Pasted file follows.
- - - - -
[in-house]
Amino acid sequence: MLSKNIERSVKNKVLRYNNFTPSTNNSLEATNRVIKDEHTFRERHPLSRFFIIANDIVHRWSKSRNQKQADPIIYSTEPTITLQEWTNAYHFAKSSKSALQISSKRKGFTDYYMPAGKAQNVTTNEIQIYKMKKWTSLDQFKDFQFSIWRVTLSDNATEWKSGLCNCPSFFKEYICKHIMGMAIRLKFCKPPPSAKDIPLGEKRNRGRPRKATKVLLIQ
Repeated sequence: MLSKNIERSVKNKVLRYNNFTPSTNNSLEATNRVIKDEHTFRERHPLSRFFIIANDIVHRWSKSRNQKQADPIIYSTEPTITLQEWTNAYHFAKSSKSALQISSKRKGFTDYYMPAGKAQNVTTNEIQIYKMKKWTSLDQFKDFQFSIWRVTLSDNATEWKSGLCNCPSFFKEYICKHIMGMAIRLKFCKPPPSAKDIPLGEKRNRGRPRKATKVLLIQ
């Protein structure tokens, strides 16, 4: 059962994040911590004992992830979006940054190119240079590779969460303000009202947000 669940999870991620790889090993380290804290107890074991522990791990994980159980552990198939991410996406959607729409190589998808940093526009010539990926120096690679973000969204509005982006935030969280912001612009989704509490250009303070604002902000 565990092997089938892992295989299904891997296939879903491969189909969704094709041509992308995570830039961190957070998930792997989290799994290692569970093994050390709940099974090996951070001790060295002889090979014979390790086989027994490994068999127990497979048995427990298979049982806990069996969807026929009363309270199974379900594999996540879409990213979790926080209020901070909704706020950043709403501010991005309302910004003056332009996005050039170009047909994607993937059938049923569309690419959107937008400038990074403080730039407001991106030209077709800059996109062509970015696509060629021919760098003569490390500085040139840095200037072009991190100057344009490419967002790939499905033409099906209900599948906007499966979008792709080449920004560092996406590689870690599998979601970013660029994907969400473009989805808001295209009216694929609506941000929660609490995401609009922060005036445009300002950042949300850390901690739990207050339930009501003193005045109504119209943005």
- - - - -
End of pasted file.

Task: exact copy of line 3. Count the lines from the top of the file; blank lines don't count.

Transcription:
Repeated sequence: MLSKNIERSVKNKVLRYNNFTPSTNNSLEATNRVIKDEHTFRERHPLSRFFIIANDIVHRWSKSRNQKQADPIIYSTEPTITLQEWTNAYHFAKSSKSALQISSKRKGFTDYYMPAGKAQNVTTNEIQIYKMKKWTSLDQFKDFQFSIWRVTLSDNATEWKSGLCNCPSFFKEYICKHIMGMAIRLKFCKPPPSAKDIPLGEKRNRGRPRKATKVLLIQ